Macro-economic stability is important because its antithesis (unsustainable public debt, high rates of inflation, and currency volatility) damages investment and limits growth. For many years South Africa did so well in managing its public debt that it eliminated the budget deficit and generated small surpluses in the 2007 and 2008 financial years. However, the global financial crisis has now reversed these gains. Said Jac Loubser, an economist, in November 2009: ‘The recession has created nothing less than a fiscal calamity, with the gains made in 15 years of financial prudence and tight management wiped out in about 12 months.'
Pravin Gordhan's 2010 Budget Review sees the budget deficit peaking at 7.3% of GDP for 2009/2010 and declining to 4.2% of GDP over the next three years. To achieve this reduction, Gordhan stressed the need for the government to confine spending to priority areas, cut corruption, and contain public sector wage increases. (Such increases took the public sector wage bill from R155bn in 2006/07 to some R259bn in 2009/10.)
Gordhan also urged an end to wasteful spending, saying: ‘Too often, the culture in the public service and in SOEs [state-owned enterprises] is to ratchet up salaries, spend on frills, travel in luxury and spend more on marketing the agency than on fixing the service.' Moody's and Standard & Poor's (S&P), international rating agencies, were initially sceptical of the Government's capacity to trim the fiscal deficit. S&P warned in January 2010 that the country could face a debt trap within a few years. However, revenue collected in 2009/10 exceeded Gordhan's expectations, bringing the budget deficit for the year down to 6.7% of GDP, while the ratio of public debt to GDP, at around 30%, is low compared to that in many Western countries.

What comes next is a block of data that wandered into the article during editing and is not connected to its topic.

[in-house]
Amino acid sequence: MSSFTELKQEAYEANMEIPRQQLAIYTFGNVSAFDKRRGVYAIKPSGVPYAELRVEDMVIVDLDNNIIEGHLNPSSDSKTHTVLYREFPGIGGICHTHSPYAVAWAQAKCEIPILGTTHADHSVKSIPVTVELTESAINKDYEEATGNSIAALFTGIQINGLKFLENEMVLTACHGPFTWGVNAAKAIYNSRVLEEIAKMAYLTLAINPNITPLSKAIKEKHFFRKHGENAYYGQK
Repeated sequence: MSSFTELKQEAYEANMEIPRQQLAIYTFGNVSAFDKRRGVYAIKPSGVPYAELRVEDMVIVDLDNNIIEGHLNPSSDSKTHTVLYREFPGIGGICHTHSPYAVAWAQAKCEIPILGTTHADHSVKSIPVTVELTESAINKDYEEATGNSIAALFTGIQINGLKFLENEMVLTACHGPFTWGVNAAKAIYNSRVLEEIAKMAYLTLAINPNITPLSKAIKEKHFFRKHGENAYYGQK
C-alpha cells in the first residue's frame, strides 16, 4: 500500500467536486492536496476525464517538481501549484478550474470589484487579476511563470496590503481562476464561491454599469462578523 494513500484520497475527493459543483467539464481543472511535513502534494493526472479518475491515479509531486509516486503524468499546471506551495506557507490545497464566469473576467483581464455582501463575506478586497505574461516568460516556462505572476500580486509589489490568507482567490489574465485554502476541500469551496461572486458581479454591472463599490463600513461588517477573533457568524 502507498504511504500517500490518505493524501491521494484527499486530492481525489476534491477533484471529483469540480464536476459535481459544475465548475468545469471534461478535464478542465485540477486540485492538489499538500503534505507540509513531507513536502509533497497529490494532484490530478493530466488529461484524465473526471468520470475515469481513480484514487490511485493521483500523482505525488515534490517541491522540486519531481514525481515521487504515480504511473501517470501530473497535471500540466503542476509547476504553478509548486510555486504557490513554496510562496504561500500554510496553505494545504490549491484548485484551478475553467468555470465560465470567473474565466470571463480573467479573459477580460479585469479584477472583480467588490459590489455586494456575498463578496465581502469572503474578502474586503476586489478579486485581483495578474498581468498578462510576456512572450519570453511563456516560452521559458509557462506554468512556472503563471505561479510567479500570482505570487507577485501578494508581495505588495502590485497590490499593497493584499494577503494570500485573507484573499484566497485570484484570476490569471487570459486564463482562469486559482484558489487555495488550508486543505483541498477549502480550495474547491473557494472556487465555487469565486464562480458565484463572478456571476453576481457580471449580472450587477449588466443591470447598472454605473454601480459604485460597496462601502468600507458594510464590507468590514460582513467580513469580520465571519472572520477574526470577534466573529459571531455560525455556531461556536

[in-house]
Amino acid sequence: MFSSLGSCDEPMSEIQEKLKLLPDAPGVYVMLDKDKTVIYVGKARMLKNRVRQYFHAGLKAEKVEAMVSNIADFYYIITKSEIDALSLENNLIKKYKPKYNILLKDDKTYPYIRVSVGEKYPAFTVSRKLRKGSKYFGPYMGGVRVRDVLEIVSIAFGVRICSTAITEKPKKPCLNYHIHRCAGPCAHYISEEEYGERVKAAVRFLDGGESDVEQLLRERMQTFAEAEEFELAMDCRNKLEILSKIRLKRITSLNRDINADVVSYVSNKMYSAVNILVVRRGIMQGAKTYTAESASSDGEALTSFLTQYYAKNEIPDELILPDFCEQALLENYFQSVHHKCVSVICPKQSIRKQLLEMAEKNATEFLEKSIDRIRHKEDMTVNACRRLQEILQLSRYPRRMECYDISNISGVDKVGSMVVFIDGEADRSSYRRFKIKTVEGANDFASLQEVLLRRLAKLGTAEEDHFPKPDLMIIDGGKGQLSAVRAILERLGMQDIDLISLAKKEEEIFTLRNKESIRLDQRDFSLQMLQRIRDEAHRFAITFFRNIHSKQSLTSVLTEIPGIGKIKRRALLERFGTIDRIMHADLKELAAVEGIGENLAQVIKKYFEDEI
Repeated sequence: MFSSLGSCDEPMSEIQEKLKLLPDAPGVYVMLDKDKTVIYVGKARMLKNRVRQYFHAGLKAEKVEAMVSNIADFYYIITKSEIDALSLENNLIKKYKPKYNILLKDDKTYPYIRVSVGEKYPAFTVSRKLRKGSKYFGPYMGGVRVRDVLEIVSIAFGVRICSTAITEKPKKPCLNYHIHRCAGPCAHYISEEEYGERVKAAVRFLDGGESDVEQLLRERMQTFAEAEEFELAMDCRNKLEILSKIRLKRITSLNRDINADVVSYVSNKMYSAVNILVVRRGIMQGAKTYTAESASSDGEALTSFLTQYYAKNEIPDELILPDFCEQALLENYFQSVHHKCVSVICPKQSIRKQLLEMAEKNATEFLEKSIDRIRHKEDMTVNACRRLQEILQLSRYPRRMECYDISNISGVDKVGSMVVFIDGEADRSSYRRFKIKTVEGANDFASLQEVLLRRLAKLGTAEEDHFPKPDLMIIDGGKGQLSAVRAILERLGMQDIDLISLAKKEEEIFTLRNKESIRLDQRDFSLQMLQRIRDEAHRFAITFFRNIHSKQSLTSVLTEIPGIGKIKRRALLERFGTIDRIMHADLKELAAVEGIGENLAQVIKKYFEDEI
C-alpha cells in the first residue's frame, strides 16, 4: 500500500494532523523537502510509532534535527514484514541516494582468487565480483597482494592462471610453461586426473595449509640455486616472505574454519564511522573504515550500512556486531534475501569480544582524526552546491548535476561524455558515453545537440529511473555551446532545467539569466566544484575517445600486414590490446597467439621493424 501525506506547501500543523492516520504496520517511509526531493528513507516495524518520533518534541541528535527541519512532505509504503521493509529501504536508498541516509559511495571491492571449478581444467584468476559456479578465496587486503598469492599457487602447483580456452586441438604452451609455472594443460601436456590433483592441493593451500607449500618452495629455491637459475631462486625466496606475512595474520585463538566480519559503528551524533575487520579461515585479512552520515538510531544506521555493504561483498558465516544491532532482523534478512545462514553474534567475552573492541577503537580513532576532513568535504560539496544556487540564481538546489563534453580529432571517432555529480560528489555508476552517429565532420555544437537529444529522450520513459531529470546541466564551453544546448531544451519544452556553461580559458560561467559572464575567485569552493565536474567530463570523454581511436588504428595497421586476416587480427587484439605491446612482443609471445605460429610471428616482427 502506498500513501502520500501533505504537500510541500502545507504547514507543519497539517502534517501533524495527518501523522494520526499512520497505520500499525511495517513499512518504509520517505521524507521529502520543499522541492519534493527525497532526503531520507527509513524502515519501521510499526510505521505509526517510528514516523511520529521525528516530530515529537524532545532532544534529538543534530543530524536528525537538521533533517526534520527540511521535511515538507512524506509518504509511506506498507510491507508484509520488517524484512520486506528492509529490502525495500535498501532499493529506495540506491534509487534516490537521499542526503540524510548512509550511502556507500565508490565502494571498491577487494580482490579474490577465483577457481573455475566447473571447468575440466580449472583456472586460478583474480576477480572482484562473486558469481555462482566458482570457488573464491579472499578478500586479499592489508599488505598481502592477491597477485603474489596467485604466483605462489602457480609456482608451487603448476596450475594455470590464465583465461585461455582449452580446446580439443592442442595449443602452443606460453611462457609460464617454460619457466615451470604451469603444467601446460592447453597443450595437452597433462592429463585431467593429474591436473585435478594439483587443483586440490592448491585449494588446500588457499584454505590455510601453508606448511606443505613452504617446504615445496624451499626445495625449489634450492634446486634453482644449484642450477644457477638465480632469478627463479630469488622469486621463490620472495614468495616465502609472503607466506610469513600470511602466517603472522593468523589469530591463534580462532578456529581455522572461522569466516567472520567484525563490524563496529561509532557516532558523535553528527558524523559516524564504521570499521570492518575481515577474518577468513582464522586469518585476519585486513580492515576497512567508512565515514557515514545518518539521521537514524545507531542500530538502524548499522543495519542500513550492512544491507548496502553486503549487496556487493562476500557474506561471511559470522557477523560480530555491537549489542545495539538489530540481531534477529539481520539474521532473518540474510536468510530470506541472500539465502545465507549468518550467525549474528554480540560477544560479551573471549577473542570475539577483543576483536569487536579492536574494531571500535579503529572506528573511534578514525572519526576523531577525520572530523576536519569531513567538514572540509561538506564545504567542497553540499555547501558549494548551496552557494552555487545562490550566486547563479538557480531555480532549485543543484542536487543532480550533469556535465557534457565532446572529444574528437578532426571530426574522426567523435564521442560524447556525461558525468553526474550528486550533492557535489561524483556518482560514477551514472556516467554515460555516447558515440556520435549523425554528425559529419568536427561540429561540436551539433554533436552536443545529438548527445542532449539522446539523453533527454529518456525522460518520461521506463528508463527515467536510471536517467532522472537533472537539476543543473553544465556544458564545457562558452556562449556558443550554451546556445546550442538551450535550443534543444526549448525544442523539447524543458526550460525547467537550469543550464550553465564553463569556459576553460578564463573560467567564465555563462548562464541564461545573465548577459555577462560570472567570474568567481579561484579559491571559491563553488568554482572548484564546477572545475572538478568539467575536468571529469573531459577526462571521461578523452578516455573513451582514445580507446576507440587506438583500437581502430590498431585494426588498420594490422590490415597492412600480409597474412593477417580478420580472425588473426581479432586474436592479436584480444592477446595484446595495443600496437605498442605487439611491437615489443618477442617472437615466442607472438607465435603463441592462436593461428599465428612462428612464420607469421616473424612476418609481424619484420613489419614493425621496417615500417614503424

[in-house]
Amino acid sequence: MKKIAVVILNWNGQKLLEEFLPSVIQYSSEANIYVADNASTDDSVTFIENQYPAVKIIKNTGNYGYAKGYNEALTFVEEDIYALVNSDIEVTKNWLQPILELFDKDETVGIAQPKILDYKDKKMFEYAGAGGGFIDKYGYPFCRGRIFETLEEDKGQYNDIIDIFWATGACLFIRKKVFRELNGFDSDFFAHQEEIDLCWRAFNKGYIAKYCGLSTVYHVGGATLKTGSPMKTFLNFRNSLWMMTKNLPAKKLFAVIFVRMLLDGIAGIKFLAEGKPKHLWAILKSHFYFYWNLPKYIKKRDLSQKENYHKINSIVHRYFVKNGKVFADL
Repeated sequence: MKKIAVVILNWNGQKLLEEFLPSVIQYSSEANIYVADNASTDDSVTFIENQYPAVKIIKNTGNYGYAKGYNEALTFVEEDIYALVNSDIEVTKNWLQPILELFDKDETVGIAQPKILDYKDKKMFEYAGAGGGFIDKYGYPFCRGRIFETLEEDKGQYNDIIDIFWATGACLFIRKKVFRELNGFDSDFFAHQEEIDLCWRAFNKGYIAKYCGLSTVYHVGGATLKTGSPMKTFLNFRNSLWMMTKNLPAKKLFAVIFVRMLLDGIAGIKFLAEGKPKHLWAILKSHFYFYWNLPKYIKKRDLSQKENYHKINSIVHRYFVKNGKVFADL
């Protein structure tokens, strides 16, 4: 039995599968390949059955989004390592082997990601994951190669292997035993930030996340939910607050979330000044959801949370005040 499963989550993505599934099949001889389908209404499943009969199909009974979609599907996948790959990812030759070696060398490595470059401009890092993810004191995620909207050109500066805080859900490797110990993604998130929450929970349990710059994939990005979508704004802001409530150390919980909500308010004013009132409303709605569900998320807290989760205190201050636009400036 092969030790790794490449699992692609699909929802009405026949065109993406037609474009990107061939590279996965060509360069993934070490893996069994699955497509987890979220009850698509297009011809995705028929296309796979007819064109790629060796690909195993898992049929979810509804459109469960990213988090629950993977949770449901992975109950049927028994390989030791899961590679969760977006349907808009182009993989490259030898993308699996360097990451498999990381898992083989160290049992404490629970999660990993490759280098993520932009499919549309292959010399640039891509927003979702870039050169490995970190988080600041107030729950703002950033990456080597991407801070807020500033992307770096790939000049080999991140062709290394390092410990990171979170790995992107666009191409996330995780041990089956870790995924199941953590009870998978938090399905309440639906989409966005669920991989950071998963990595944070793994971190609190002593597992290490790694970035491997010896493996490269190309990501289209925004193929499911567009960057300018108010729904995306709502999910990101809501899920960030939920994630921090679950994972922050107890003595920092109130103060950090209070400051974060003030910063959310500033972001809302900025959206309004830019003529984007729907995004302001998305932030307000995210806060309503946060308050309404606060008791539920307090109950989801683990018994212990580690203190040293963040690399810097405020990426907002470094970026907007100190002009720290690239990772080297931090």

Between the 1930s and the 1970s, it became apparent that artificially lowering interest rates to boost growth caused high inflation which negated earlier gains. From the 1980s, inflation targeting was thus widely used to keep inflation low and counter temptations to reduce interest rates to boost short-term growth.
Since 2002 the Reserve Bank has sought to keep inflation within a target band of between 3% and 6% a year. Its aim, as Bank Deputy Governor Xolile Guma said in May 2009, is to ‘prevent money itself from becoming a major source of economic disturbance'. By contrast, ‘with stable prices, entrepreneurs can plan and act, savers can save without fear of their savings being wiped out by inflation, and borrowers can borrow...at [predictable] interest rates'.